DETROIT – A group of young figure skaters head towards Highland Park for an important lesson, not about skating but about giving back to the community, and they learned it from a pro.
The Detroit girls met the woman who bought an old rundown house.
“Everything had broken down,” said the Homework House founder Mom Shu. “The windows were broken.”
Mama Shu transformed the house into a safe space where Detroit Metro the children could concentrate on their homework.
“So it took me about six years to build it because I didn’t have all the money at once,” Mama Shu said.
homework home Avalon Street at Highland Park is the result of Mama Shu’s confidence, hard work and determination, which are the same qualities it takes to learn figure skating.
“We teach them that on the ice,” said Lori Patterson. “Literally, when you fall, you have to get up. It doesn’t matter what happens when you’re there. What matters is what you do when you get up.
“Honestly, I was like, wow,” seventh-grader Tarajee Muhammad said.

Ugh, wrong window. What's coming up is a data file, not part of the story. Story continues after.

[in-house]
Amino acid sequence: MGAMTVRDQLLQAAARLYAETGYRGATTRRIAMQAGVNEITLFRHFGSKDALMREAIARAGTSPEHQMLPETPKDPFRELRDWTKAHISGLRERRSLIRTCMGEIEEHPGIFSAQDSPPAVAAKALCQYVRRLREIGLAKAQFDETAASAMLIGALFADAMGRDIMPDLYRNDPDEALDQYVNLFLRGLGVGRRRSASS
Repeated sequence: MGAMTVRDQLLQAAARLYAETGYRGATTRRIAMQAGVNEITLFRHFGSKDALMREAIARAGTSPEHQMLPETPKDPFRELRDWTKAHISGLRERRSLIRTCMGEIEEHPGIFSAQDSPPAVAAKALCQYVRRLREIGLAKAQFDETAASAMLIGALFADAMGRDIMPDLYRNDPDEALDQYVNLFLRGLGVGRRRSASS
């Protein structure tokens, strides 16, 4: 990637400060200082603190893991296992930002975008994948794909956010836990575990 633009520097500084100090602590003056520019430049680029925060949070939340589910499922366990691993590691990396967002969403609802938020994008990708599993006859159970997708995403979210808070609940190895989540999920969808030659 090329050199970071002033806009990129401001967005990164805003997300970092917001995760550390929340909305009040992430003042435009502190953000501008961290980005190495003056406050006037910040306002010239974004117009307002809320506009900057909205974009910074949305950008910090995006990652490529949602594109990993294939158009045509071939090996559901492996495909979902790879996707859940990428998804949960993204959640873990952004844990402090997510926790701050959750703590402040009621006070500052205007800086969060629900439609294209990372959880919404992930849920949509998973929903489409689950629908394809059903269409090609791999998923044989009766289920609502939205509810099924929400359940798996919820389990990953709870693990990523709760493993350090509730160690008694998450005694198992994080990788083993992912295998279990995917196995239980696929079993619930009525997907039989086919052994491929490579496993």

The girls at Figure Skating Detroit heard what Mama Shu was doing for her neighborhood and wanted to see it first hand.
“I feel like I could take inspiration from it and build something of my own,” Muhammad said.
They also went there to help Mama Shu’s mission and invited other young girls from the neighborhood to join them on the ice.
“We don’t want them to be educated and become superstars and then go away and take that somewhere else,” Patterson said. “We want them to bring that back here to their own communities and make a difference.”
Mama Shu had a simple message for the girls who came to see what could be created off the ice with determination and hard work.
“Take notes,” Mama Shu said.
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